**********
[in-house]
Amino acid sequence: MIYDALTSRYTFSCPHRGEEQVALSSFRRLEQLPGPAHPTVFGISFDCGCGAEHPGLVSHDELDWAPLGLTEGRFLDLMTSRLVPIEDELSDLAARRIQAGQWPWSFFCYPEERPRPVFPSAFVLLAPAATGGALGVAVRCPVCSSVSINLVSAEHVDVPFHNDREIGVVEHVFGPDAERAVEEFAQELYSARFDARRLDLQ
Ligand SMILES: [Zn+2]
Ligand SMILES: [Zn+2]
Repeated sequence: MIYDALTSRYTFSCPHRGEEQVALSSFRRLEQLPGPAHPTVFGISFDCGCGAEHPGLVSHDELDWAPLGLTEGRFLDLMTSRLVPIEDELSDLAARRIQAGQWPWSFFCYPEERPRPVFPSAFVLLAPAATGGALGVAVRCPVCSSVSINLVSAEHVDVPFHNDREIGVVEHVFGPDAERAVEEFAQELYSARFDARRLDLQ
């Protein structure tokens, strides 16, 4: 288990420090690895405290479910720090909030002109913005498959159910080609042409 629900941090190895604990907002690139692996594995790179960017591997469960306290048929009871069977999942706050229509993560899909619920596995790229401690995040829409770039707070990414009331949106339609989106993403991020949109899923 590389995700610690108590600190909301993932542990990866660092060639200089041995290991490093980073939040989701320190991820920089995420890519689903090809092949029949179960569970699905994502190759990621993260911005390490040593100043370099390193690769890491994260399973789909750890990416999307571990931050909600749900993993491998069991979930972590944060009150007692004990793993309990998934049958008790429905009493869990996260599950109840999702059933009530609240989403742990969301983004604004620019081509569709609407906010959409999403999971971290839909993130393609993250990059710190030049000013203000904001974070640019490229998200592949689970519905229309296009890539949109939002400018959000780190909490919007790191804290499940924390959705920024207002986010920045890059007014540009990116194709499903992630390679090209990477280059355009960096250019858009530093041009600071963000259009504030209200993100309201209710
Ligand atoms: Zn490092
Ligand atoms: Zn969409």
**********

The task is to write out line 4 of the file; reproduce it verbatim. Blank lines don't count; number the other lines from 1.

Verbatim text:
Ligand SMILES: [Zn+2]